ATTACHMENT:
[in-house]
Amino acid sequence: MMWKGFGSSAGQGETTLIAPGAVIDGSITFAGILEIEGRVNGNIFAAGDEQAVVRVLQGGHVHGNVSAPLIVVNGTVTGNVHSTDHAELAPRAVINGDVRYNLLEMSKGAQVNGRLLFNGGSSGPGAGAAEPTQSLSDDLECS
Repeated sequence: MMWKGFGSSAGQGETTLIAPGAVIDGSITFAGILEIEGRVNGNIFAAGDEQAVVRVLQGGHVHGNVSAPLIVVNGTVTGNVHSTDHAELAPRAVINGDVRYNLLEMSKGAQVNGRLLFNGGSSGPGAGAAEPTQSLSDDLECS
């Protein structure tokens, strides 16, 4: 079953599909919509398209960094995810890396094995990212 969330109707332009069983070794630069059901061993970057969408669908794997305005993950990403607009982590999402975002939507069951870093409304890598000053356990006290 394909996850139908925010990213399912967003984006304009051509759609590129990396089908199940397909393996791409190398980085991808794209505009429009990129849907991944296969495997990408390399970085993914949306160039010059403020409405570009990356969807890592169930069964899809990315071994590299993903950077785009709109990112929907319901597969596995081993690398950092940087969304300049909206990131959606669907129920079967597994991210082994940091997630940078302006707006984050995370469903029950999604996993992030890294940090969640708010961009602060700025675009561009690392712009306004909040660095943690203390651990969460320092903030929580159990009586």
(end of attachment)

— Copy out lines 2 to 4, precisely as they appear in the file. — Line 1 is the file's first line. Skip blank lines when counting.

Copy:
Amino acid sequence: MMWKGFGSSAGQGETTLIAPGAVIDGSITFAGILEIEGRVNGNIFAAGDEQAVVRVLQGGHVHGNVSAPLIVVNGTVTGNVHSTDHAELAPRAVINGDVRYNLLEMSKGAQVNGRLLFNGGSSGPGAGAAEPTQSLSDDLECS
Repeated sequence: MMWKGFGSSAGQGETTLIAPGAVIDGSITFAGILEIEGRVNGNIFAAGDEQAVVRVLQGGHVHGNVSAPLIVVNGTVTGNVHSTDHAELAPRAVINGDVRYNLLEMSKGAQVNGRLLFNGGSSGPGAGAAEPTQSLSDDLECS
């Protein structure tokens, strides 16, 4: 079953599909919509398209960094995810890396094995990212 969330109707332009069983070794630069059901061993970057969408669908794997305005993950990403607009982590999402975002939507069951870093409304890598000053356990006290 394909996850139908925010990213399912967003984006304009051509759609590129990396089908199940397909393996791409190398980085991808794209505009429009990129849907991944296969495997990408390399970085993914949306160039010059403020409405570009990356969807890592169930069964899809990315071994590299993903950077785009709109990112929907319901597969596995081993690398950092940087969304300049909206990131959606669907129920079967597994991210082994940091997630940078302006707006984050995370469903029950999604996993992030890294940090969640708010961009602060700025675009561009690392712009306004909040660095943690203390651990969460320092903030929580159990009586």